‘I became a comedian because I wasn’t funny’ Andy Kaufman, Man on the moon, 1999 (dir. Milos Forman)
Launching g39’s new season of solo exhibitions is perhaps one of the most contested contemporary artists coming out of Wales today. Through his prolific scribblings, cartoons, observations and humorous commentaries, Barrie J Davies dismantles our understanding of the term ‘artist’ and in its place he has refashioned a persona whose mantra 'Barrie J Davies is an artist’ plays over and over in the background of his world.
The exhibition presents us with an abundance of works that appear to have been quickly dashed off. Biro cartoons, subversive signs felt-tipped and opportunistically taped in public places, everyday objects appropriated in a comedic manner. Davies’ practice comprises a number of lo-fi strategies for conveying apparently inconsequential thoughts or throwaway witticisms, and perhaps that’s all they are. Or perhaps collectively they are saying something larger and more complex about the value of art and nature of being an artist. Davies’ work conveys deliberately low production values. It hints at profundity before falling back into gag after hopeless gag. But for this exhibition a few pieces cut through the noise to quietly hint at a more vulnerable artist, somebody who is both pleased and ill at ease with this public self.
Entering the gallery the ballad starts small with left messages, magazine clippings and sentences that make drawings. This selection of his work appears to hint at a larger narrative of inter-connected items, photographs and drawings, the largest of which presides over the space as a billboard image, but it is only a hint.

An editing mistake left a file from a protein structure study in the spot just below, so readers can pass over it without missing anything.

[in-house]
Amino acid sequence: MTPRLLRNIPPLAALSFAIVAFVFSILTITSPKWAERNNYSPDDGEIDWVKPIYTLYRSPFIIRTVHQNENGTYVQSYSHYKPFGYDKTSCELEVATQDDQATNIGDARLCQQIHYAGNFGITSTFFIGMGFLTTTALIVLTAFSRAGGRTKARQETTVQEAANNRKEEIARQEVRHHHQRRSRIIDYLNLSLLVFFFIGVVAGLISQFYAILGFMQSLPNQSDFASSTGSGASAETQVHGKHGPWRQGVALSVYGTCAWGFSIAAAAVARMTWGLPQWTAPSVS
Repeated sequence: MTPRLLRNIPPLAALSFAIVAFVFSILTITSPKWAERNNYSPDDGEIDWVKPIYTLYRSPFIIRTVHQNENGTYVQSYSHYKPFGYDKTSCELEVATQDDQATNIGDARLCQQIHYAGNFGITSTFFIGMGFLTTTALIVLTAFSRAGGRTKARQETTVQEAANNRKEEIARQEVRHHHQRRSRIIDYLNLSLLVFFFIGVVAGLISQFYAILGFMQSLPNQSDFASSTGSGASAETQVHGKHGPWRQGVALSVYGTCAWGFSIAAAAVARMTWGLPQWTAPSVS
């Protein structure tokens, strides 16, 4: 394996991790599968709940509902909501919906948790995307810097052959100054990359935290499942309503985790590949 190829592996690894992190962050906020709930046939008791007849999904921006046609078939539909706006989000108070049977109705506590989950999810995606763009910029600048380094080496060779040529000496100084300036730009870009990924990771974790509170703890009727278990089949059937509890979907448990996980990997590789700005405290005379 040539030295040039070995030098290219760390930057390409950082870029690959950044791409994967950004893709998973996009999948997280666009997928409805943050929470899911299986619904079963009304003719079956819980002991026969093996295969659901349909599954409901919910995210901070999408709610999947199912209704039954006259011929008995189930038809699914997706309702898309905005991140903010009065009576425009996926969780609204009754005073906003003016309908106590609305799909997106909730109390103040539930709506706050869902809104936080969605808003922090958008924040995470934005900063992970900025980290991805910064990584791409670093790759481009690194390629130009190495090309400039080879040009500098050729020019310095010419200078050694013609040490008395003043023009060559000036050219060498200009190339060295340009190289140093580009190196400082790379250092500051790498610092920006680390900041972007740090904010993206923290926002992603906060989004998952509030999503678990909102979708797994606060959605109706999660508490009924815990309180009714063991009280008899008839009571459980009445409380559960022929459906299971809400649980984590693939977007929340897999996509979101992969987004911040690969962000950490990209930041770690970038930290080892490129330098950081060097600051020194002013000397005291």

On the middle floor the volume is turned up, visually and vocally, as the ballad continues. There is much more to take in, work stacked, stuck, hung and pinned. It’s an almost unbearable visual babble of voices and jokes, observations and aphorisms reflecting the way Davies works, a constant and continuous flood of ideas, each new thing replacing or adding to the last. Individually they are bearable but here they are overwhelming. As on the ground floor, there is an escape, looking up to an empty (ish) horizon on the billboard.
The top floor gives us a rest. The work here starts to reveal a BJD that gets lost in the noise, there are confessions, lines, I must not make anymore crap art, and an admission of self-doubt. He knows that he references existing works by well-known artists such as Ceal Floyer, Gavin Turk, Bob and Roberta Smith, David Shrigley and Martin Creed, as well as the world around him. As a whole, Davies’ practice seems to be suggesting that the artist’s role in society is solitary, an outsider, whose purpose is never cut-and-dried. But while he assesses his position in relation to the world around him, he continues to produce work.